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Math Help - Factoring expressions raised to powers

  1. #1
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    Factoring expressions raised to powers

    The book I am using gave factoring expressions raised to powers a very brief run through and a few examples, but the authors examples dont make any sense.

    Could some one please provide detailed, clear instructions to walk me through this problem and explain whats going on?

    expression
    2(x^2-6)^9+(x^2-6)^4+4(x^2-6)^3+(x^2-6)^2

    the book gives the answer as  [2(x^2-6)^7+(x^2-6)^2+4x^2-23](x^2-6)^2
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  2. #2
    Senior Member Twig's Avatar
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    Hi

    <br />
2(x^2-6)^9+(x^2-6)^4+4(x^2-6)^3+(x^2-6)^2<br />

    Note that the common factor (x^{2}-6) appears in all the terms. This means you can factor this whole parenthesis out, which is what is done in the answer.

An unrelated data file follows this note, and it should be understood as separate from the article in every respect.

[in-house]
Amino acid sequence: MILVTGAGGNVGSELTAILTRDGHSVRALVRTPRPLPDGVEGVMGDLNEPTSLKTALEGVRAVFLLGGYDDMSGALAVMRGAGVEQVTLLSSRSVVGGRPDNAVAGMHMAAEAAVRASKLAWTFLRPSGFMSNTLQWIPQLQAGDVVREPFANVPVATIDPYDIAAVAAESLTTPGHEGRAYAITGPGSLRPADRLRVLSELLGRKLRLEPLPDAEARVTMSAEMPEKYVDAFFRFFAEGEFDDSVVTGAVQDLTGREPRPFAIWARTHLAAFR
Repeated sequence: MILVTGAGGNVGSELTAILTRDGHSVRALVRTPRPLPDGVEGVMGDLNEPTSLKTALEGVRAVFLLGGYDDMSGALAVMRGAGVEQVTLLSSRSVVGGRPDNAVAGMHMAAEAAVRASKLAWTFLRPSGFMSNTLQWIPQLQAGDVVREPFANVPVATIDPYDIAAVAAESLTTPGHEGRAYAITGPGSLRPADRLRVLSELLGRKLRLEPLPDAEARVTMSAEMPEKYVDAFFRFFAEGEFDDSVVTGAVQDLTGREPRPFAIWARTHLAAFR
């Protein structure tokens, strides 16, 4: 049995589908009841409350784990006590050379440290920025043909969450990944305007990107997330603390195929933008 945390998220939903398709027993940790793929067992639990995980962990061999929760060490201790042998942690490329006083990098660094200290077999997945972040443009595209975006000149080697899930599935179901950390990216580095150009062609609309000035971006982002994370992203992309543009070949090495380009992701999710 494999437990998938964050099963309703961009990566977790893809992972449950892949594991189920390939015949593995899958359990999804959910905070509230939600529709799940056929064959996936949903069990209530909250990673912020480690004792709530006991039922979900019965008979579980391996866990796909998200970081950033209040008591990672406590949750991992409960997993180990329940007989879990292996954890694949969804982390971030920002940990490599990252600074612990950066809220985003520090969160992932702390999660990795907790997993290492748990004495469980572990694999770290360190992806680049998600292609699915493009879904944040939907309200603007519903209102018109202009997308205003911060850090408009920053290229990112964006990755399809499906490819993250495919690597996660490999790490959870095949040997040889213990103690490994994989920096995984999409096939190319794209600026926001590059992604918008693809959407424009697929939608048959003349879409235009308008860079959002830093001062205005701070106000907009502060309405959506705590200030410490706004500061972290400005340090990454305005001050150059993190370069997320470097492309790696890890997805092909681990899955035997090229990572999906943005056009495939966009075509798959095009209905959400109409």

You know that  (x^{2}-6)^{9} = (x^{2}-6)^{7} \cdot (x^{2}-6)^{2}

    Now you get:  (x^{2}-6)^{2}(1 + 4(x^{2}-6) + ...)

     1 + 4(x^{2}-6) = 4x^{2}-23

    So, the answer just leavs the other terms as they are and we get the same answer as you wrote.

    If you want me to explain better let me know!
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  3. #3
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    I am still confused unfortunately .
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  4. #4
    Senior Member Twig's Avatar
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    hi

    Ok. What part is most confusing?

    You do know that  x^{a} \cdot x^{b} = x^{a+b} ?

    Example)

     a + a^2 + a^3 + a^4 = a(1+a+a^2+a^3)

    Now think of our whole paraenthesis (x^{2}-6) as the 'a' from the example above.

    They do the exact same thing in your question.

    \boxed{(x^{2}-6)^{2}}[1+4\boxed{(x^{2}-6)} + \boxed{(x^{2}-6)^{2}} + 2\boxed{(x^{2}-6)^{7}}]

    Do you see it? The boxes act as our 'a' from the above example.
    YouŽll have to focus to read it here, the parenthesis show kinda bad.
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